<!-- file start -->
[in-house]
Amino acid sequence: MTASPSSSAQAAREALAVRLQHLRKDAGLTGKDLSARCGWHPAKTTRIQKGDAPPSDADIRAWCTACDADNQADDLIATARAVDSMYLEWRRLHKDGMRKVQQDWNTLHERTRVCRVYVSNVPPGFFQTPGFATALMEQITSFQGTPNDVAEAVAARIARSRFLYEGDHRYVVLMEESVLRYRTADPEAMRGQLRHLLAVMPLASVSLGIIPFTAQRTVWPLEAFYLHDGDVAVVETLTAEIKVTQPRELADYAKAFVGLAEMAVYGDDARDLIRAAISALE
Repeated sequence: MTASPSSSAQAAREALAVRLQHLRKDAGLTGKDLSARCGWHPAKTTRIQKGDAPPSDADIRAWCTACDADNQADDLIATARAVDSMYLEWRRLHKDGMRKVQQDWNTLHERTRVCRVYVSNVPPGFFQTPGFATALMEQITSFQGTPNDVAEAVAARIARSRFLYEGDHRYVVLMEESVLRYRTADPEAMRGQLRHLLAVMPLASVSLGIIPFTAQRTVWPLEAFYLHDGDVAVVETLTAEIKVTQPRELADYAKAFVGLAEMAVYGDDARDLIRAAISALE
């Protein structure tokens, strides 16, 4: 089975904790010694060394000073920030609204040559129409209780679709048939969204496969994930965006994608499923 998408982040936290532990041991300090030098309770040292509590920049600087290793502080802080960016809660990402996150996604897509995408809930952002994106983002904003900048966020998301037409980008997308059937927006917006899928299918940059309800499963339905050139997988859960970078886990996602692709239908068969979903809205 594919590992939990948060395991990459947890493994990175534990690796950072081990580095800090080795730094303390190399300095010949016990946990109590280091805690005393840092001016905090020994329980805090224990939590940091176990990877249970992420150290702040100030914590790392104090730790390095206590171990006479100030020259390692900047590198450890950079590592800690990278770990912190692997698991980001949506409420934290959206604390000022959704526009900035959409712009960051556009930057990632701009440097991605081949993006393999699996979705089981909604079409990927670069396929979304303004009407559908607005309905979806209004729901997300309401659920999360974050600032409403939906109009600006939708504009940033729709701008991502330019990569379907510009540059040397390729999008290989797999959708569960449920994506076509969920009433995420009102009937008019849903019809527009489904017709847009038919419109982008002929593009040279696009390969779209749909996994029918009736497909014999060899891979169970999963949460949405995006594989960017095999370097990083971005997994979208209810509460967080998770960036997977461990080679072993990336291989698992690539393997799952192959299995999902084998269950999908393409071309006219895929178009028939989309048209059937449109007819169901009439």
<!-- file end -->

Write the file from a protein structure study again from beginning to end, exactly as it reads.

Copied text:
[in-house]
Amino acid sequence: MTASPSSSAQAAREALAVRLQHLRKDAGLTGKDLSARCGWHPAKTTRIQKGDAPPSDADIRAWCTACDADNQADDLIATARAVDSMYLEWRRLHKDGMRKVQQDWNTLHERTRVCRVYVSNVPPGFFQTPGFATALMEQITSFQGTPNDVAEAVAARIARSRFLYEGDHRYVVLMEESVLRYRTADPEAMRGQLRHLLAVMPLASVSLGIIPFTAQRTVWPLEAFYLHDGDVAVVETLTAEIKVTQPRELADYAKAFVGLAEMAVYGDDARDLIRAAISALE
Repeated sequence: MTASPSSSAQAAREALAVRLQHLRKDAGLTGKDLSARCGWHPAKTTRIQKGDAPPSDADIRAWCTACDADNQADDLIATARAVDSMYLEWRRLHKDGMRKVQQDWNTLHERTRVCRVYVSNVPPGFFQTPGFATALMEQITSFQGTPNDVAEAVAARIARSRFLYEGDHRYVVLMEESVLRYRTADPEAMRGQLRHLLAVMPLASVSLGIIPFTAQRTVWPLEAFYLHDGDVAVVETLTAEIKVTQPRELADYAKAFVGLAEMAVYGDDARDLIRAAISALE
């Protein structure tokens, strides 16, 4: 089975904790010694060394000073920030609204040559129409209780679709048939969204496969994930965006994608499923 998408982040936290532990041991300090030098309770040292509590920049600087290793502080802080960016809660990402996150996604897509995408809930952002994106983002904003900048966020998301037409980008997308059937927006917006899928299918940059309800499963339905050139997988859960970078886990996602692709239908068969979903809205 594919590992939990948060395991990459947890493994990175534990690796950072081990580095800090080795730094303390190399300095010949016990946990109590280091805690005393840092001016905090020994329980805090224990939590940091176990990877249970992420150290702040100030914590790392104090730790390095206590171990006479100030020259390692900047590198450890950079590592800690990278770990912190692997698991980001949506409420934290959206604390000022959704526009900035959409712009960051556009930057990632701009440097991605081949993006393999699996979705089981909604079409990927670069396929979304303004009407559908607005309905979806209004729901997300309401659920999360974050600032409403939906109009600006939708504009940033729709701008991502330019990569379907510009540059040397390729999008290989797999959708569960449920994506076509969920009433995420009102009937008019849903019809527009489904017709847009038919419109982008002929593009040279696009390969779209749909996994029918009736497909014999060899891979169970999963949460949405995006594989960017095999370097990083971005997994979208209810509460967080998770960036997977461990080679072993990336291989698992690539393997799952192959299995999902084998269950999908393409071309006219895929178009028939989309048209059937449109007819169901009439």